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dc.date.accessioned2017-05-04T16:07:57Z
dc.date.available2017-05-04T16:07:57Z
dc.date.created2017-01-31T13:46:15Z
dc.date.issued2017
dc.identifier.citationSeibt, Beate Schubert, Thomas Zickfeld, Janis Heinrich Fiske, Alan Page . Interpersonal closeness and morality predict feelings of being moved. Emotion. 2017
dc.identifier.urihttp://hdl.handle.net/10852/55340
dc.description.abstractThe emotion commonly labeled in English as being moved or touched is widely experienced but only tacitly defined, and has received little systematic attention. Based on a review of conceptualizations from various disciplines, we hypothesize that events appraised as an increase in interpersonal closeness, or as moral acts, when sufficiently intense, elicit a positive emotion typically labeled “being moved,” and characterized by tears, goosebumps, and a feeling of warmth in the chest. We predicted this to be true for events a person participates in, as well as for events they observe. In Study 1, we elicited reports of recent episodes of weeping evoked by something positive, and also weeping because of something negative; we measured emotion terms, bodily sensations, and appraisals in a U.S. sample. We discovered that events of positive tears, rather than negative tears, were associated with self-reported being moved or touched, with goosebumps, with feelings of chest warmth, and with the appraisals of increased closeness and moral acts. These appraisals mediated the difference in being moved between positive and negative events. We further found that appraisal patterns for personally experienced events were similar to the patterns for observed events. Finally, the 2 appraisals were more closely associated with being moved than with other emotion labels. This was corroborated in Study 2 in the U.S. and Norway, where we induced being moved, sadness, anxiety, and happiness through videos and measured these emotions, plus the appraisals and sensations from Study 1. The final version of this research was published in Emotion. © American Psychological Association.en_US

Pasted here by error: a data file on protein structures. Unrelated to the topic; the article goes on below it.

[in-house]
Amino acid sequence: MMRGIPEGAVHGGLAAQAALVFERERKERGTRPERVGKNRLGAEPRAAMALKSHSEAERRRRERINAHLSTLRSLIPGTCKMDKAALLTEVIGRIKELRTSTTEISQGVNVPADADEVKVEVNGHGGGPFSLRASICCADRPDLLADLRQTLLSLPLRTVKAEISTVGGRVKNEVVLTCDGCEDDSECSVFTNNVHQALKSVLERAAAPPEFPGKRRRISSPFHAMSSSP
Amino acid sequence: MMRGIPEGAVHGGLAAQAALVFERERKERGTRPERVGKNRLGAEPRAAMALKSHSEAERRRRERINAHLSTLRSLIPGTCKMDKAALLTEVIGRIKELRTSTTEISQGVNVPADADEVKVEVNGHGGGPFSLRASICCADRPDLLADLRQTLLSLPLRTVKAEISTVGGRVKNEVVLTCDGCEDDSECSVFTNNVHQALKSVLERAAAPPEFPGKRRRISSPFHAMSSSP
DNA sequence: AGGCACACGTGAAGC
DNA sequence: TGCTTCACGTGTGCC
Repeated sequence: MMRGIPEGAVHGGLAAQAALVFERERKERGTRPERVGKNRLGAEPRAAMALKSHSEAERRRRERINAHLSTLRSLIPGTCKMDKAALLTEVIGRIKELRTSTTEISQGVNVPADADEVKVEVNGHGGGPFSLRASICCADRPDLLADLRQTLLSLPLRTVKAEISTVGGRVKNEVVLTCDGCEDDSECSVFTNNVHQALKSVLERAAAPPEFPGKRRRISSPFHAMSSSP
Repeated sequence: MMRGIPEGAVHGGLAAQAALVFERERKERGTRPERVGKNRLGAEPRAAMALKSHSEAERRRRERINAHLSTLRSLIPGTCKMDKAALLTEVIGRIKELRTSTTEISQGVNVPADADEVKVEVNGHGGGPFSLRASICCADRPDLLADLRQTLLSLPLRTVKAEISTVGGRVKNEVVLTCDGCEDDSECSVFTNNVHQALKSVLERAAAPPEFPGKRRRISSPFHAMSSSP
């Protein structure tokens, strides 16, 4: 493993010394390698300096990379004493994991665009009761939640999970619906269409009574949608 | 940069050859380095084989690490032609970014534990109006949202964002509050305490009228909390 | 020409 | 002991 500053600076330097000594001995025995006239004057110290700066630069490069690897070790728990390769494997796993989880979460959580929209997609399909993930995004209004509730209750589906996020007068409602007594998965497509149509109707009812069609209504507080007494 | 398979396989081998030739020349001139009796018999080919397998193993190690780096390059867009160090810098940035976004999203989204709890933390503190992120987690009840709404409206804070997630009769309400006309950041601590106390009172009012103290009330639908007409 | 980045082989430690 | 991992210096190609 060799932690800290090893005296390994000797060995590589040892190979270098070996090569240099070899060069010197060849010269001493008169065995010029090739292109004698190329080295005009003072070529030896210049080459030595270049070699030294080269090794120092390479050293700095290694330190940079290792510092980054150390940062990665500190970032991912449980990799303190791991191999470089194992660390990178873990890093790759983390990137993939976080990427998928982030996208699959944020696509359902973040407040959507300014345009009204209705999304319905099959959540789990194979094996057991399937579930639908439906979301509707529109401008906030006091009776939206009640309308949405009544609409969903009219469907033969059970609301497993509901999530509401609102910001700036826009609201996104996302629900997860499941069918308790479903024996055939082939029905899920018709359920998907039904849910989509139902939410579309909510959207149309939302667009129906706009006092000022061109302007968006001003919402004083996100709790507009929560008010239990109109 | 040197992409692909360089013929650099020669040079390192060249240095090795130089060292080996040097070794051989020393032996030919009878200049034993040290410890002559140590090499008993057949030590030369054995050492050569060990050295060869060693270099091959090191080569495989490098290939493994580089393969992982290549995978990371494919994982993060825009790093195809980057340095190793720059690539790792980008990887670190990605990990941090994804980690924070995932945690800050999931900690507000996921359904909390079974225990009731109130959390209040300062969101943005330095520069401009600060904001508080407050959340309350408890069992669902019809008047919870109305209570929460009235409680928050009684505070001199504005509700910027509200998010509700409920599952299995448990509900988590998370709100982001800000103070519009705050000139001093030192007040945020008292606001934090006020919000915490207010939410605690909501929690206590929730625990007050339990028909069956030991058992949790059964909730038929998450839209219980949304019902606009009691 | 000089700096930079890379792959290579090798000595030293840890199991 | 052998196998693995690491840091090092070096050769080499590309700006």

dc.languageEN
dc.titleInterpersonal closeness and morality predict feelings of being moveden_US
dc.typeJournal articleen_US
dc.creator.authorSeibt, Beate
dc.creator.authorSchubert, Thomas
dc.creator.authorZickfeld, Janis Heinrich
dc.creator.authorFiske, Alan Page
cristin.unitcode185,17,5,0
cristin.unitnamePsykologisk institutt
cristin.ispublishedfalse
cristin.fulltextpostprint
cristin.qualitycode2
dc.identifier.cristin1443345
dc.identifier.bibliographiccitationinfo:ofi/fmt:kev:mtx:ctx&ctx_ver=Z39.88-2004&rft_val_fmt=info:ofi/fmt:kev:mtx:journal&rft.jtitle=Emotion&rft.volume=&rft.spage=&rft.date=2017
dc.identifier.jtitleEmotion
dc.identifier.doihttp://dx.doi.org/10.1037/emo0000271
dc.identifier.urnURN:NBN:no-58126
dc.type.documentTidsskriftartikkelen_US
dc.type.peerreviewedPeer reviewed
dc.source.issn1528-3542
dc.identifier.fulltextFulltext https://www.duo.uio.no/bitstream/handle/10852/55340/2/Kama%2BMuta%2BFourth%2BRevision%2BEmotion%2Bfinal%2Bunedited%2Bcomplete.pdf
dc.type.versionAcceptedVersion


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